Original Editor - Kris Porter Top Contributors - Mande Jooste, Kris Porter and Kim Jackson




According to the world health organisation, nutrition is defined as: "Nutrition is the intake of food, considered in relation to the body’s dietary needs. Good nutrition – an adequate, well balanced diet combined with regular physical activity – is a cornerstone of good health. Poor nutrition can lead to reduced immunity, increased susceptibility to disease, impaired physical and mental development, and reduced productivity."[1]

Physical therapist role in nutrition

The principles of Physiotherapy is based on movement sciences and aims to restore function of multiple body systems[2]. Physical therapists/ Physiotherapists are committed to improve and promote wellness[3], general health, lifestyle and quality of life. In some cases it is also their role to reverse and manage lifestyle related conditions with non-pharmacological interventions. They are well positioned as established healthcare practitioners, to provide clinically relevant patient education with long-term health benefits as well as lifestyle behaviour changes to improve their general health and physical therapy outcomes.[4]

Unhealthy lifestyle behaviours are primary contributors to the prevalence of lifestyle- related conditions, To manage a patient as a whole with an holistic approach makes it essential for physiotherapists to have the basic knowledge about the role of nutrition in these lifestyle conditions, as well as understand the effects of a successful behaviour change.

Lifestyle behaviours include:

  • tobacco use/ smoking
  • sedentary lifestyles (inactivity)
  • poor nutritional intake
  • elevated stress
  • suboptimal sleep
  • obesity

Preventable lifestyle conditions include:

Physiotherapists role in providing specific nutritional or dietary advice

Physical therapists/ Physiotherapists without the necessary nutrition-related education are not allowed to give dietary advice, but play a vital role in the screening and referring of patients that are in need of dietary advice or who can benefit from it. Many conditions managed and seen by physiotherapists are directly affected by diet and nutrition.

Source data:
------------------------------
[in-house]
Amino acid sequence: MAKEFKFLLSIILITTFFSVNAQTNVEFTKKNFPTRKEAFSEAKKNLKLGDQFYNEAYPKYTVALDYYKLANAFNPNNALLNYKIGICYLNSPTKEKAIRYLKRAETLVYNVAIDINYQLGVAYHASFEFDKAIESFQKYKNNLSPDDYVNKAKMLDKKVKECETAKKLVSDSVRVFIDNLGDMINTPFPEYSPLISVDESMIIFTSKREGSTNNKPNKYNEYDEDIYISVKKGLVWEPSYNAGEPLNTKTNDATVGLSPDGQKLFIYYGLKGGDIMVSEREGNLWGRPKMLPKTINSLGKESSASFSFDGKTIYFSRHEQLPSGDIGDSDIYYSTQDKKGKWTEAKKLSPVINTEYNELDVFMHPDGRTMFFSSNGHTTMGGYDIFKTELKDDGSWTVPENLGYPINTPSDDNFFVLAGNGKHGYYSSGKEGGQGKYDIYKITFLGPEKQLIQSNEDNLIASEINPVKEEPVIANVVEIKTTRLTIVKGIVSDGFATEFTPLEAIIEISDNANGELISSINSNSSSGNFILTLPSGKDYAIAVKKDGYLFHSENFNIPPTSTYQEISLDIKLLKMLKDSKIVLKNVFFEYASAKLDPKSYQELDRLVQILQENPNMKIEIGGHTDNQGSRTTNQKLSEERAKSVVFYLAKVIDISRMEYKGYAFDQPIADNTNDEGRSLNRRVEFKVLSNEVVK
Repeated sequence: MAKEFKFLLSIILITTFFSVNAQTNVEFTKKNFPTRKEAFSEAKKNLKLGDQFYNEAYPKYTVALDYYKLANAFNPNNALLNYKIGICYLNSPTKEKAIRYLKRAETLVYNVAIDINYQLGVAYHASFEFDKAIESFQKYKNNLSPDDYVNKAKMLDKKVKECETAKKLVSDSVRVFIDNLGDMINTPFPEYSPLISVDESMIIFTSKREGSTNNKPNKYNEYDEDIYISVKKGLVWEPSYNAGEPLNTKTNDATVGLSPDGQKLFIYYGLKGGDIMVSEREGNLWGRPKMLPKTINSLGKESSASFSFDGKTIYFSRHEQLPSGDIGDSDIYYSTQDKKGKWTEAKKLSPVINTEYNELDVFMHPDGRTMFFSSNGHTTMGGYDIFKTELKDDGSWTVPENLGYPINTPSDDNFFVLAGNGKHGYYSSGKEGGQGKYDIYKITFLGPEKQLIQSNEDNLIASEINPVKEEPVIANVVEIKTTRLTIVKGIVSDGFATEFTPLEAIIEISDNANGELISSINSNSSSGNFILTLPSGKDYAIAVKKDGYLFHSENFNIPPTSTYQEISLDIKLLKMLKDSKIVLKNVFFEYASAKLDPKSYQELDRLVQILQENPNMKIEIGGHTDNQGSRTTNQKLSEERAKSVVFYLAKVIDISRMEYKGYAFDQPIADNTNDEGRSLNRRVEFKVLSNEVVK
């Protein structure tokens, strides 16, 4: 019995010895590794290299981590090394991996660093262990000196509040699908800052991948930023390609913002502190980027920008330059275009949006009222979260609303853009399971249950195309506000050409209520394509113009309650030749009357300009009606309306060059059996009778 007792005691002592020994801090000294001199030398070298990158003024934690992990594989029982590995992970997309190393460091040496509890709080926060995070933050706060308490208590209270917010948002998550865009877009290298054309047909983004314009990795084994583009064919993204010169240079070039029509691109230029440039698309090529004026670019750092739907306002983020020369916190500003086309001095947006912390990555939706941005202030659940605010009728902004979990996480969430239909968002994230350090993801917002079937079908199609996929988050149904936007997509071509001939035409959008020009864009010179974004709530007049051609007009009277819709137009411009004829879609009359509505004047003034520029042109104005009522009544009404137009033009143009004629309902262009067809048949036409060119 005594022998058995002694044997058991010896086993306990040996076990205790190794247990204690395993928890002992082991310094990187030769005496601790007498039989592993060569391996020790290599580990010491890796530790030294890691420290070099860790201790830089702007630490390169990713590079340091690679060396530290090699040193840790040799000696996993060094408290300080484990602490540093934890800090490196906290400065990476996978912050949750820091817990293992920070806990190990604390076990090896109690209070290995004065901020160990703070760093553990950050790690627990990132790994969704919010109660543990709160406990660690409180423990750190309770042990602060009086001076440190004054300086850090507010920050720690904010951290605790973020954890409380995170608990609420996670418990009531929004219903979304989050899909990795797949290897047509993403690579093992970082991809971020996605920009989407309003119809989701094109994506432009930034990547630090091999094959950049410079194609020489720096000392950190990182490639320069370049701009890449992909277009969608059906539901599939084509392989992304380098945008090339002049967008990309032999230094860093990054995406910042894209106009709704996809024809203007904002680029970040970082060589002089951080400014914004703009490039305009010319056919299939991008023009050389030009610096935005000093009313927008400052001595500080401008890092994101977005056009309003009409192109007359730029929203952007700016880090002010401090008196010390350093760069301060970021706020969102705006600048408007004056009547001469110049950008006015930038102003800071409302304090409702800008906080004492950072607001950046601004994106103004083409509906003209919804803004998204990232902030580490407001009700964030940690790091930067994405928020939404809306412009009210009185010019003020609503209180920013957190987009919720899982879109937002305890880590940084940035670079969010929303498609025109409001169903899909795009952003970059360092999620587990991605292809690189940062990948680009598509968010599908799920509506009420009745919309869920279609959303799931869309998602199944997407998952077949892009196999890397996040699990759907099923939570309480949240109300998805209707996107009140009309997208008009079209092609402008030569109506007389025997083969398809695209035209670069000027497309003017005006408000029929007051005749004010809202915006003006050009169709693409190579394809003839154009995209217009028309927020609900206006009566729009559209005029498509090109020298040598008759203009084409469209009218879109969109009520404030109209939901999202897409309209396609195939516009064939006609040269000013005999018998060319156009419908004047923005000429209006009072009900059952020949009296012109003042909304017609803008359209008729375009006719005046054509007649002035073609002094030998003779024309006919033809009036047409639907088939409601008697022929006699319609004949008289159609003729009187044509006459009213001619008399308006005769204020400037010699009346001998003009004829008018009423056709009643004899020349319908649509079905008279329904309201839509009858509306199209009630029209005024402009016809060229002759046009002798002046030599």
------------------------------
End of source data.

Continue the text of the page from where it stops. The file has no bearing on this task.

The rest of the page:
Related Pages and documentaries

Sports Nutrition

Vitamin B12 Deficiency

Vitamin D Deficiency

Determinants of Health

Behaviour Change

Fat, Sick and Nearly Dead (Free on Netflix) Amazon reviews

Food Matters (Free on Netflix) Amazon reviews

Food Inc (Free on Netflix) Amazon reviews

Forks over Knives (Free on Netflix) Amazon reviews


  1. World health organisation. Accessed: 3 March 2019. Available at: .
  2. Khalid MT, Sarwar MF, Sarwar MH, Sarwar M. Current role of Physiotherapy in response to changing healthcare needs of the society. International journal of education and information technology. 2015. Vol 1 No 3, pages 105-110.
  3. Burniston J, Eftekhari F, Hrabi S, Worsley R, Dean E. Health behaviour change and lifestyle-related condition prevalence: Comparison of two epochs based on systematic review of the physical therapy literature. Hong Kong Physiotherapy journal. 2012. Vol 30. Pg 44-56.
  4. Alexander J, Bambury E, Mendoza A, Reynolds J, Veronneau R, Dean E. Health education strategies used by physical therapists to promote behavioural change in people with lifestyle-related conditions: A systematic review. Hong Kong Physiotherapy journal. 2012. Vol 30. Pg 57-75.